Elected officials in the district now must have foreign language translators with them when they visit businesses and residents on official business, a change following a News4 report that showed Mayor Vincent Gray becoming frustrated while trying to speak with an Ethiopian shop keeper.
Ethiopian community leaders are still upset about this encounter between Gray and a shop keeper in Petworth last year
“Oh it was outrageous,” Ethiopian community organizer Bekele Wolde said.
Wolde spoke with the clerk after the incident.
“The pain was so much, and when I really started talking to him, he couldn’t even finish the statements that he wants to tell me and he broke into tears and I really understood the pain,” Wolde said.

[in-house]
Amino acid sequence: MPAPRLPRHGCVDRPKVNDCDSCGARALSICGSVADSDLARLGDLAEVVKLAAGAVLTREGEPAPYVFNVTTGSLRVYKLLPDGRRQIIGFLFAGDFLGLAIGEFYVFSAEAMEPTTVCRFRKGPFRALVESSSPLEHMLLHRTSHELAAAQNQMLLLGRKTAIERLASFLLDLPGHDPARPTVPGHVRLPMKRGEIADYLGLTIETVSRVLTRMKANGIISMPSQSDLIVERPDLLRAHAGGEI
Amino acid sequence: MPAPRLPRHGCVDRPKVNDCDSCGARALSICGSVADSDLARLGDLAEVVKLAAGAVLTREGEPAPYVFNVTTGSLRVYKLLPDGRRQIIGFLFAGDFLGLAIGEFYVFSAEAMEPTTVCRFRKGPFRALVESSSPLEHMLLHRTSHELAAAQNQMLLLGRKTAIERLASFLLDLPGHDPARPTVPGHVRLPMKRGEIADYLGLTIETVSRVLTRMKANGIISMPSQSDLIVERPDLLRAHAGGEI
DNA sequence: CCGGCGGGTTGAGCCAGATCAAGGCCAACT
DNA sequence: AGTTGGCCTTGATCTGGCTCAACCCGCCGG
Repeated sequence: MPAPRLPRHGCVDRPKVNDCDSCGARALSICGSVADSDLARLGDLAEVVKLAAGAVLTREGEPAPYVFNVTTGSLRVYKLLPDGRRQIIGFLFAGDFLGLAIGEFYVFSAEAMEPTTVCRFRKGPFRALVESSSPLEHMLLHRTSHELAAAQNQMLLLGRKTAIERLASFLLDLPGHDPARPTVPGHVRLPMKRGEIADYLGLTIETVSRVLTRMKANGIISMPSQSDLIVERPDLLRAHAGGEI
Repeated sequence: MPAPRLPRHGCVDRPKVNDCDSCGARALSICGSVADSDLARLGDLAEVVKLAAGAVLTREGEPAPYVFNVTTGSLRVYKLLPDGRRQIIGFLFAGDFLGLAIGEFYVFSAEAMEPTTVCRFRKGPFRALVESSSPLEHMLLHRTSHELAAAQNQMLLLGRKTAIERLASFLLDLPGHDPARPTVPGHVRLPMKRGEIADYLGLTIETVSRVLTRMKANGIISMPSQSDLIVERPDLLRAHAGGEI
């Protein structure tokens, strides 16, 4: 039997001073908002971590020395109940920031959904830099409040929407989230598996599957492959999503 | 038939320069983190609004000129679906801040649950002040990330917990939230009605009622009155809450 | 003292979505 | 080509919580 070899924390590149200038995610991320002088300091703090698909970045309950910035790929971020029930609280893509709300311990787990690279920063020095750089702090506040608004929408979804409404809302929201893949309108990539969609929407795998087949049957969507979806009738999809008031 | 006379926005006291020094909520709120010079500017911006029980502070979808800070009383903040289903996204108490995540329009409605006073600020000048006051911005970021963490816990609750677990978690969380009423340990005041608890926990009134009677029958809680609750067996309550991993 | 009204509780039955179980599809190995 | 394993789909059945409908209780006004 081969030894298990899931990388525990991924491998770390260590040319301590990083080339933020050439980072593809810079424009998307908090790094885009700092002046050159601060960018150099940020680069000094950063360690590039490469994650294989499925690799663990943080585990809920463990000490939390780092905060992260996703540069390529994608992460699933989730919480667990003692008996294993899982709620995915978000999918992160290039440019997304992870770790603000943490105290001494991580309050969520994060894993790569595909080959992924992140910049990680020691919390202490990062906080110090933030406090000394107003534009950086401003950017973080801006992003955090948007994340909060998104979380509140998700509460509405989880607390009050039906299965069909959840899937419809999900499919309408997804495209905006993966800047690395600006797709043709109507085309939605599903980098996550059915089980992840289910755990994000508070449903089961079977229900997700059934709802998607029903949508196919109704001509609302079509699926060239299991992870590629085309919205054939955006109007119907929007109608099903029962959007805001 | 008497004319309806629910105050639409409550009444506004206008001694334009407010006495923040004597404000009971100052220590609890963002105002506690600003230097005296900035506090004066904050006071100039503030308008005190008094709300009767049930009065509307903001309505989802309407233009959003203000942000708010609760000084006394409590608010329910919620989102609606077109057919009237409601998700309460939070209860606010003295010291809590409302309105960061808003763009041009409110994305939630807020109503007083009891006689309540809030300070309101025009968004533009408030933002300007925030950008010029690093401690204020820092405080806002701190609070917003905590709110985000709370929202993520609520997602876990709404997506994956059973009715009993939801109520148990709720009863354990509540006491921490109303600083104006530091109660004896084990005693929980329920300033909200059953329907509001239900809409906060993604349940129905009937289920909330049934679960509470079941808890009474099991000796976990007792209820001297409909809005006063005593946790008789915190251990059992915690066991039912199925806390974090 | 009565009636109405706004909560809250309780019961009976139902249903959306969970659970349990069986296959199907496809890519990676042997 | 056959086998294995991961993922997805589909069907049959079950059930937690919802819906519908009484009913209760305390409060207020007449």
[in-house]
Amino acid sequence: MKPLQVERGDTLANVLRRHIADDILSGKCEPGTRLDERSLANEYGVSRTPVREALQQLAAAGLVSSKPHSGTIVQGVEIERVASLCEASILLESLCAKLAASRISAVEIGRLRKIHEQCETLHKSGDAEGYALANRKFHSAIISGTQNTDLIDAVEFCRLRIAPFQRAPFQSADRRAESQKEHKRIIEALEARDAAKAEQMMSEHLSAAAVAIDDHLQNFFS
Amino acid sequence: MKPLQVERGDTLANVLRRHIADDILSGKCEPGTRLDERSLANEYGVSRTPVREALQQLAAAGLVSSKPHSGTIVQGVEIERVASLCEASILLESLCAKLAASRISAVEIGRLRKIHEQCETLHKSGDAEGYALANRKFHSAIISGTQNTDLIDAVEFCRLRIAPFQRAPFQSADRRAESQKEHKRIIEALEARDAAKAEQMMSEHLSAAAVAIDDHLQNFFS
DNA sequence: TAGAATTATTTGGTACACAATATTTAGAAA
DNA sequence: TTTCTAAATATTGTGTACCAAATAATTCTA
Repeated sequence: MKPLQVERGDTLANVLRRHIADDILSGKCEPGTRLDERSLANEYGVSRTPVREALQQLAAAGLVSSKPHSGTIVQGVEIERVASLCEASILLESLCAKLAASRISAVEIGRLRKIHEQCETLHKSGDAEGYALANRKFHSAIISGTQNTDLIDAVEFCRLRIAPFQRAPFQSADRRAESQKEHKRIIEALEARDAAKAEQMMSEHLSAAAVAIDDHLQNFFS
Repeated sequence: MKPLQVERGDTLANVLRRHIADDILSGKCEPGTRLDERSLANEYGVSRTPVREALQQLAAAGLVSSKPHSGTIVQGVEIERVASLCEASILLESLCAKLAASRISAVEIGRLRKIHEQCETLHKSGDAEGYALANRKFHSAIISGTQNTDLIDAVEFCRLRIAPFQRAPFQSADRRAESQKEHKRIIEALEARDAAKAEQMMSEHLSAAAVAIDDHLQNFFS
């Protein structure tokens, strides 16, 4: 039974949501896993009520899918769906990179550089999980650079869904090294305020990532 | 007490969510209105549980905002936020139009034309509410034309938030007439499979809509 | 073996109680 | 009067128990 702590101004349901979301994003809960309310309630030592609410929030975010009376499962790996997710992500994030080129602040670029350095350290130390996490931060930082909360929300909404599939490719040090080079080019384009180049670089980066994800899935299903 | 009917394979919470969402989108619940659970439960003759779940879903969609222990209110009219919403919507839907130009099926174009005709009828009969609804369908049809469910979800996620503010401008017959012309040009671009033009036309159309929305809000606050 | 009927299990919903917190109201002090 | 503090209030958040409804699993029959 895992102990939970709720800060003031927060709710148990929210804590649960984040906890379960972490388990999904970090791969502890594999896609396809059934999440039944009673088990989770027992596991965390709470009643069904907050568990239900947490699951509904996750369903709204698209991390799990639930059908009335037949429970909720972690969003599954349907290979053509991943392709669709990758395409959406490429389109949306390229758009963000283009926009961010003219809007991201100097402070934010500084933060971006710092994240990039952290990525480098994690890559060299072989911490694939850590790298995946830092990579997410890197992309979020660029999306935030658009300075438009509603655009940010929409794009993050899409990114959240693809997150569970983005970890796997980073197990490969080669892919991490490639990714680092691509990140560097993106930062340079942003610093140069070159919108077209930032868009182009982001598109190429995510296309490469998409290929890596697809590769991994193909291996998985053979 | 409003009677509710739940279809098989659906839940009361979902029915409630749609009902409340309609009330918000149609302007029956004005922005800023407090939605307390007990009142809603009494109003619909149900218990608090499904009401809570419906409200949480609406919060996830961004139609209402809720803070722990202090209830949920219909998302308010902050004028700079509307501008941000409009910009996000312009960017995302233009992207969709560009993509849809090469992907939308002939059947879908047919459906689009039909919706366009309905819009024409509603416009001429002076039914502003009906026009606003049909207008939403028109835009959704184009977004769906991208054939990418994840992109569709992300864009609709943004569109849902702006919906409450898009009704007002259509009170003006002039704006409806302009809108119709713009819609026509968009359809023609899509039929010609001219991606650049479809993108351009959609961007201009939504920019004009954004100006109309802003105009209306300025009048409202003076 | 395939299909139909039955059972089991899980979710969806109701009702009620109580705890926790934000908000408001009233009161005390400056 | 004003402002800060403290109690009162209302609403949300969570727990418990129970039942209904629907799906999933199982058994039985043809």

Language access advocates applauded the mayor’s decision to institute the new guidelines.
“This protocol ensures that the government and the community at large in D.C. can effectively communicate because we have a very diverse population in D.C. and a lot of different languages,” said David Steib of the D.C. Language Access Coalition.
According to the Language Access Coalition, 16 percent of D.C. residents are foreign born. One in 20 residents say English is not their primary language, and a third of the businesses in D.C. are run by immigrants
The new guidelines are an important step forward, Gray said.
“If it does enhance communication, which facilitates relationship, of course it’s something I would be supportive of,” he said.